I’d seen this movie at least twice before and thought it would be nice, given the moment, to revisit Woody Allen’s homage to Manhattan. The film was released in 1979, a period when the city was regarded as an urban hellhole typified by sleazy characters in Times Square and dirty subway cars covered with graffiti.
Maybe Allen wanted to give another view. He wrote and acted in the script, which was rendered beautifully in broad-screen black and white by master cinematographer Gordon Willis. Willis died in 2014, but still is admired and studied for his framing of scenes to signal subtle barriers of curtain and glass and to indicate in color the light and dark aspects of characters’ natures.
The Willis camerawork, backed by the New York Philharmonic’s lush rendering of Irving Berlin’s music, gives Manhattan an aura that, in retrospect, its story cannot sustain.
Consider the period — after the introduction of the birth control pill and before the contagions of herpes and HIV — in which its characters came of age. We have Isaac (Woody Allen,) who is involved with 17-year-old Tracy (Mariel Hemingway) and his ex-wife, Jill (Meryl Streep,) who is raising their largely ignored son with another woman and writing a tell-all book about their former marriage. Then there is Isaac’s humbly named friend, Yale (Michael Murphy,) who is happily married but also involved with Mary (Diane Keaton) in an extramarital relationship that seems not to trouble his spouse.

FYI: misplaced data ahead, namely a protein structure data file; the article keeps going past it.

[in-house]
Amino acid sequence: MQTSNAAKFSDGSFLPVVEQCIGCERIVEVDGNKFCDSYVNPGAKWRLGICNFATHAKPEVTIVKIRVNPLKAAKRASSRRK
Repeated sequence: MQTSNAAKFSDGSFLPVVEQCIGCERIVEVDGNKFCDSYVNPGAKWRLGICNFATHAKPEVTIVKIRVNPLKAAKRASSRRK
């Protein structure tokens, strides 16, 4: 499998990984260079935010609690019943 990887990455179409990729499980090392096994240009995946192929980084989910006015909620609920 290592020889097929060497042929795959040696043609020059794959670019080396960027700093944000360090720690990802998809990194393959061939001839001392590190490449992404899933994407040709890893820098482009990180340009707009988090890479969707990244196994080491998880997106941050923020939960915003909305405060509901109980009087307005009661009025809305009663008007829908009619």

Through all the sturm und drang, Isaac and the other adults cannot articulate what they want, but they continually assert their erudition — effectively, their self-absorption — in discussions of interpersonal issues.
For me, the ultimate moment comes when Isaac and Mary — each momentarily available and uncertain — talk about their respective situations in a visit to the planetarium at the Museum of Natural History.
Think of it this way: “…It doesn’t take much to see that the problems of three little people
like you and me don’t amount to more than a hill of beans in this crazy world cosmos.”
In short, Isaac and his friends lack perspective. Allen is laughing at himself and all the other ostensibly adult characters. At least I hope so.
Ultimately, the most genuine character is Tracy, who is younger and taller than Isaac and who talks straight. Early on, she says, “Well, I told you before. I think I’m in love with you.” She’s the authentic grownup.